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Revised Form I-9 & New Remote Procedures Arrive

Form I-9

Is remote verification in the Form I-9 process going away? The question made employers and HR departments sweat well beyond the extreme heat this summer. Now we have a welcome answer: A revised Form I-9 is now active, which allows employers enrolled in E-Verify to remotely examine employee documents under an alternative procedure. It’s a significant development since temporary COVID-19 flexibilities for Form I-9 have expired.

What’s New About the Revised Form I-9?

The revised Form I-9 became available on August 1, 2023. The prior edition of Form I-9 can be used through October 31, 2023. U.S. Citizenship and Immigration Services (UCIS) outlines that on the revised Form I-9:

  • Sections 1 and 2 are reduced to a single-sided sheet.
  • The form is now fillable on tablets and mobile devices.
  • The Section 1 Preparer/Translator Certification area has been moved to a separate, standalone supplement that employers can provide when necessary.
  • Section 3, Reverification and Rehire, has moved to a standalone supplement employers can use when necessary.
  • The Lists of Acceptable Documents page is revised to include acceptable receipts and “guidance and links to information on automatic extensions of employment authorization documentation.”
  • Form instructions are reduced from 15 pages to 8 pages.
  • A checkbox allows employers to indicate they examined Form I-9 documentation remotely.

And What About Remote Verification?

That last bullet indicates a recent U.S. Department of Homeland Security (DHS) move to “modernize employment eligibility verification” by keeping some of the remote verification flexibility employers utilized during the pandemic.

“Rather than examining an employee’s identity and employment authorization documents in person, employers who participate in E-Verify and are in good standing will have the option to conduct verification electronically and with a live video call interaction,” DHS states, adding that the process must follow a DHS-authorized alternative procedure. “This important update advances DHS’s mission of safeguarding the integrity of the employment eligibility verification process, while recognizing the realities of the post-COVID economic recovery in which more Americans are working remotely than ever.”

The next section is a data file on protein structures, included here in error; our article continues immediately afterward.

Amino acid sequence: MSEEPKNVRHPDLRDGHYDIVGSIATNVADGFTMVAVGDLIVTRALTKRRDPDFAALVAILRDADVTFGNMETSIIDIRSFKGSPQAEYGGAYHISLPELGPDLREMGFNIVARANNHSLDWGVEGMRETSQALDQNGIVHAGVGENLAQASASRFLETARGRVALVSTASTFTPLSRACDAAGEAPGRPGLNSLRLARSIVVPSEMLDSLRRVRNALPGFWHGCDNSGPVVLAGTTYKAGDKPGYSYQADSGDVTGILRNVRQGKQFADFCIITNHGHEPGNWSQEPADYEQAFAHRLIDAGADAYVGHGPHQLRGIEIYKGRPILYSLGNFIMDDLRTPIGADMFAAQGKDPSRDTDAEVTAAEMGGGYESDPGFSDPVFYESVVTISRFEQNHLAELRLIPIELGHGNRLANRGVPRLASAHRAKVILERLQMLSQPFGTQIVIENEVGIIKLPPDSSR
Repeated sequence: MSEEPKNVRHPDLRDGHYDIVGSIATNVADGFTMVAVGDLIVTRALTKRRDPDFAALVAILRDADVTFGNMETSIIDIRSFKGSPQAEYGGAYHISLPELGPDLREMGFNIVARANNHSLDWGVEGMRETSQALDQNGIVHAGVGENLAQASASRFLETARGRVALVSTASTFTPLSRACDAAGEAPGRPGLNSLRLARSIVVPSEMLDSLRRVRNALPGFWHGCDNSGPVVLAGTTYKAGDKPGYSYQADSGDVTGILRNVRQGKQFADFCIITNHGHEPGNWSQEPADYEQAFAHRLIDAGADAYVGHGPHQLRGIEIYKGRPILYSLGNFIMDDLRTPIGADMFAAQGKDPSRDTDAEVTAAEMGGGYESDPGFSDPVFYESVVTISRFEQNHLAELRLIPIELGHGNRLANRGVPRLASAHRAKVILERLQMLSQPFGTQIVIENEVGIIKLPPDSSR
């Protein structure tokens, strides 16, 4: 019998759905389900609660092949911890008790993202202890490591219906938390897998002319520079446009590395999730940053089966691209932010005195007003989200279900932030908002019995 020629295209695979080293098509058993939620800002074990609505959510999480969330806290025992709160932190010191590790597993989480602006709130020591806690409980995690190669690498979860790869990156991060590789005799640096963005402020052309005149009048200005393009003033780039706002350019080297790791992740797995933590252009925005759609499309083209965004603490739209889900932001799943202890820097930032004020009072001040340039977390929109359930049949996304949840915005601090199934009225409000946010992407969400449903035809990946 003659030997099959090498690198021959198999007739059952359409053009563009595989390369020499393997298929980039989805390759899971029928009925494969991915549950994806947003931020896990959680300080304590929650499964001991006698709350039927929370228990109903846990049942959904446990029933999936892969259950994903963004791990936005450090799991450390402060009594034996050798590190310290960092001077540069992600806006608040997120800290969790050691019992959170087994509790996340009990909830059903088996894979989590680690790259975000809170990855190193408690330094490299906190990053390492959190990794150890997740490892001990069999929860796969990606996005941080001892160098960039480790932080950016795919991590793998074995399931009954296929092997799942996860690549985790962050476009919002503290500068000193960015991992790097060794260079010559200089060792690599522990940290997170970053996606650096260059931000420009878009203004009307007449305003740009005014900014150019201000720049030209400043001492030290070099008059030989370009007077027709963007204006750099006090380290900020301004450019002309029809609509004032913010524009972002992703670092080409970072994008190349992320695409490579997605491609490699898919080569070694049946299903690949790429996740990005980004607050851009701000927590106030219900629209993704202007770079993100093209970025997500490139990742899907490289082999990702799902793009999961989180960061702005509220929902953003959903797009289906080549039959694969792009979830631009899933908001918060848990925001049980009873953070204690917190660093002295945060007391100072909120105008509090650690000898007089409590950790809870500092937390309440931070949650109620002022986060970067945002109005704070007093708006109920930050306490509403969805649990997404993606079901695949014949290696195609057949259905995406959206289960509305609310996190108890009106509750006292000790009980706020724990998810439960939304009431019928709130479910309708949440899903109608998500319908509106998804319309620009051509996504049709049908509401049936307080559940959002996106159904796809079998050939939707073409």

Additionally, the agency announced it’s considering a pilot program that offers the remote examination option to an even broader category of employers, adding that more information about that pilot will be available shortly.

Employers may continue to conduct physical examinations in the meantime. However, those who do not participate in E-Verify were given until August 30, 2023, “to perform all required physical examination of identity and employment authorization documents for those individuals hired on or after March 20, 2020, and who have received only a virtual or remote examination under the COVID-19 temporary flexibilities.”

“Many employers may be unaware of the requirement to re-do the prior virtual examination, and so it is important that this get done ASAP if it hasn’t already been done by the deadline,” states Amy Beckstead, employment attorney at Beckstead Terry Ditto PLLC. “But there is good news: DHS’s decision to allow E-verify employers to utilize remote examination is a definite advantage now for signing up for E-verify, especially for employers that expanded their remote workforce during COVID.”

There are potentially significant penalties and even possible criminal charges for not following these new procedures. However, DHS points out, “If an employer is otherwise compliant with the law and regulation – and had followed the COVID-19 flexibility guidance – U.S. Immigration and Customs Enforcement (ICE) will generally not focus its limited enforcement resources on Form I-9 verification violations for failing to complete physical document examination by August…particularly where the employer can show that it has taken timely steps to complete physical document examination within a reasonable period of time.”

In any case, time is ticking on adopting the procedures and the revised Form I-9, so if you’re unclear about any new requirements, don’t hesitate to ask your attorney. If these types of employment processes are getting unruly or your staffing needs are expanding beyond what you’re set up to handle, consider outsourcing your staffing (and much of this legwork!) to a reputable firm like The HT Group.